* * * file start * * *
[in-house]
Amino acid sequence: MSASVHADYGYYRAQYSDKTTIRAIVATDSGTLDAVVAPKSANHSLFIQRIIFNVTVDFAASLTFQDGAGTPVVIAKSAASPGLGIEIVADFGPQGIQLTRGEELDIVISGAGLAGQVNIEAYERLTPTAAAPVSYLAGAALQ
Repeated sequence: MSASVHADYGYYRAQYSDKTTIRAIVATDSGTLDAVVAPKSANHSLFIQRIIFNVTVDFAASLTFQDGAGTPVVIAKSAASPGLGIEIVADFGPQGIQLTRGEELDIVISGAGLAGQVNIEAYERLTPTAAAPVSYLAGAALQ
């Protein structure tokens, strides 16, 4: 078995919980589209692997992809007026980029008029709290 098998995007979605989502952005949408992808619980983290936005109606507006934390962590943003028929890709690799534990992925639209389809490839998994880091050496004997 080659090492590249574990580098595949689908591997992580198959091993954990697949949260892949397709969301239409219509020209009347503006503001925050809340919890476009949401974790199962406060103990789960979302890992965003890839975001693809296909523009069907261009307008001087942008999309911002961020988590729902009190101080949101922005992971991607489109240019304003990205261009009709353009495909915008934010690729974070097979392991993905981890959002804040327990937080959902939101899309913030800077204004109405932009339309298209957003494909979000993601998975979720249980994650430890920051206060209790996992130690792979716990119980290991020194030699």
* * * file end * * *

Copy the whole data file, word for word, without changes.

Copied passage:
[in-house]
Amino acid sequence: MSASVHADYGYYRAQYSDKTTIRAIVATDSGTLDAVVAPKSANHSLFIQRIIFNVTVDFAASLTFQDGAGTPVVIAKSAASPGLGIEIVADFGPQGIQLTRGEELDIVISGAGLAGQVNIEAYERLTPTAAAPVSYLAGAALQ
Repeated sequence: MSASVHADYGYYRAQYSDKTTIRAIVATDSGTLDAVVAPKSANHSLFIQRIIFNVTVDFAASLTFQDGAGTPVVIAKSAASPGLGIEIVADFGPQGIQLTRGEELDIVISGAGLAGQVNIEAYERLTPTAAAPVSYLAGAALQ
């Protein structure tokens, strides 16, 4: 078995919980589209692997992809007026980029008029709290 098998995007979605989502952005949408992808619980983290936005109606507006934390962590943003028929890709690799534990992925639209389809490839998994880091050496004997 080659090492590249574990580098595949689908591997992580198959091993954990697949949260892949397709969301239409219509020209009347503006503001925050809340919890476009949401974790199962406060103990789960979302890992965003890839975001693809296909523009069907261009307008001087942008999309911002961020988590729902009190101080949101922005992971991607489109240019304003990205261009009709353009495909915008934010690729974070097979392991993905981890959002804040327990937080959902939101899309913030800077204004109405932009339309298209957003494909979000993601998975979720249980994650430890920051206060209790996992130690792979716990119980290991020194030699």